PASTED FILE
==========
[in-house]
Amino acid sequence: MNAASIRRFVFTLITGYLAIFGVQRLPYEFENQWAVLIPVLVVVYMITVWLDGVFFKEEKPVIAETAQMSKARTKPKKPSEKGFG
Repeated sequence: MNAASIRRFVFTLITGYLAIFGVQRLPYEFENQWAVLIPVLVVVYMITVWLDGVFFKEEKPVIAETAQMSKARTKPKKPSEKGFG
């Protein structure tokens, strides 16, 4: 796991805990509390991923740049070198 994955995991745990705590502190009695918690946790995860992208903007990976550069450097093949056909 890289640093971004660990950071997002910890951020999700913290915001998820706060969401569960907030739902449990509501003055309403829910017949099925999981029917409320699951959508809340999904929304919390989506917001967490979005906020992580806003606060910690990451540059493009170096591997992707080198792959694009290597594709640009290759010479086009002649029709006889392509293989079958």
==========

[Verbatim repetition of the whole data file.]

[in-house]
Amino acid sequence: MNAASIRRFVFTLITGYLAIFGVQRLPYEFENQWAVLIPVLVVVYMITVWLDGVFFKEEKPVIAETAQMSKARTKPKKPSEKGFG
Repeated sequence: MNAASIRRFVFTLITGYLAIFGVQRLPYEFENQWAVLIPVLVVVYMITVWLDGVFFKEEKPVIAETAQMSKARTKPKKPSEKGFG
């Protein structure tokens, strides 16, 4: 796991805990509390991923740049070198 994955995991745990705590502190009695918690946790995860992208903007990976550069450097093949056909 890289640093971004660990950071997002910890951020999700913290915001998820706060969401569960907030739902449990509501003055309403829910017949099925999981029917409320699951959508809340999904929304919390989506917001967490979005906020992580806003606060910690990451540059493009170096591997992707080198792959694009290597594709640009290759010479086009002649029709006889392509293989079958």